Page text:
The annual event — which traces its origins in a 1978 protest march — attracted more than 300,000 spectators who stood beside politicians, military personnel and other supporters of the Australian LGBT community.
The theme for this year’s parade was “Generations of Love,” and many of those who took part in the first Sydney Mardi Gras 35 years ago were present. Crowds lined Sydney’s Oxford Street to enjoy the parade as dancers in flamboyant costumes and brightly colored floats moved past.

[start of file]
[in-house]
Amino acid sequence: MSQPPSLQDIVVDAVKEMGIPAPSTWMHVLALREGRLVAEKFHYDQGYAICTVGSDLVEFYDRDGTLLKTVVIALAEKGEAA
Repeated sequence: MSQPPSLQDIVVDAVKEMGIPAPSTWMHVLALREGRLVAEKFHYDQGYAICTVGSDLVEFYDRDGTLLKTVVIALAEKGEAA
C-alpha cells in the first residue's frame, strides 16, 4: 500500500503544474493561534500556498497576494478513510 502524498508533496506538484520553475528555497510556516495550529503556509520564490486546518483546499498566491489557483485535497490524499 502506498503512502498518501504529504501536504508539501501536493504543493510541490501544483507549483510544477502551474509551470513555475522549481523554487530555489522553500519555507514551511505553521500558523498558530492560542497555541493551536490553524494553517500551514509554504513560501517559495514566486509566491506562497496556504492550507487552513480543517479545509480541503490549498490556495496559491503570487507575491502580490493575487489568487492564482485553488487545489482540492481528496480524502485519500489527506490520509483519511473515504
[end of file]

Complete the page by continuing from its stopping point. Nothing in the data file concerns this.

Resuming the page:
Article continues belowThe annual event, which contributed an estimated $30 million to the local economy — second only to the Sydney New Year’s Eve fireworks show — also had a largely political message.
With 2013 an election year in Australia, many are calling for same-sex marriage to be legalized in the country.
“Sydney Mardi Gras is well known as a good time, but it’s so much more than a street parade,” said Mardi Gras co-chair Peter Urmson. “It’s what we do to continue the struggle against discrimination and inequality as it impacts on lesbian, gay, bisexual, transgender, queer and intersex people.”